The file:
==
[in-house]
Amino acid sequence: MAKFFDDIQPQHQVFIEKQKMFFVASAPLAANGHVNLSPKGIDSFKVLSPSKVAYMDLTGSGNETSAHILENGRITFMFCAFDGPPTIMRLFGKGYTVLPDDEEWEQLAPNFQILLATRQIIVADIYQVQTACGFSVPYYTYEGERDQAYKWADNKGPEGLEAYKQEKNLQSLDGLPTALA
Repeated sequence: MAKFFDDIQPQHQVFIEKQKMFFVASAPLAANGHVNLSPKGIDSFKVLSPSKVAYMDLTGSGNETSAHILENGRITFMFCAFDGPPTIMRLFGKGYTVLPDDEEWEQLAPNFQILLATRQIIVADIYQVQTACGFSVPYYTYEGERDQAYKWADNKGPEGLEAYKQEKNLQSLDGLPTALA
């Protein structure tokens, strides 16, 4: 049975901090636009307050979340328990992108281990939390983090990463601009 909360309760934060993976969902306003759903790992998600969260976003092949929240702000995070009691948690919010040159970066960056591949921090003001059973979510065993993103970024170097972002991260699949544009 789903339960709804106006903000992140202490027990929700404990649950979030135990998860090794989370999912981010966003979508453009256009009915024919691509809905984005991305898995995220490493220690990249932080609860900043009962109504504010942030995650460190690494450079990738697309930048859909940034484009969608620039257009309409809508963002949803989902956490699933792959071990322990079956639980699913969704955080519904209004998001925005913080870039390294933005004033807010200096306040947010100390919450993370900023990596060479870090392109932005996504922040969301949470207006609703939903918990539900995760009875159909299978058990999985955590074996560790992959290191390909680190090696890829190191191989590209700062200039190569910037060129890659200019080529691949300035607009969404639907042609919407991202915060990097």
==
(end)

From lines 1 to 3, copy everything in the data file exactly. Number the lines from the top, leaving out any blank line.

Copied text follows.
[in-house]
Amino acid sequence: MAKFFDDIQPQHQVFIEKQKMFFVASAPLAANGHVNLSPKGIDSFKVLSPSKVAYMDLTGSGNETSAHILENGRITFMFCAFDGPPTIMRLFGKGYTVLPDDEEWEQLAPNFQILLATRQIIVADIYQVQTACGFSVPYYTYEGERDQAYKWADNKGPEGLEAYKQEKNLQSLDGLPTALA
Repeated sequence: MAKFFDDIQPQHQVFIEKQKMFFVASAPLAANGHVNLSPKGIDSFKVLSPSKVAYMDLTGSGNETSAHILENGRITFMFCAFDGPPTIMRLFGKGYTVLPDDEEWEQLAPNFQILLATRQIIVADIYQVQTACGFSVPYYTYEGERDQAYKWADNKGPEGLEAYKQEKNLQSLDGLPTALA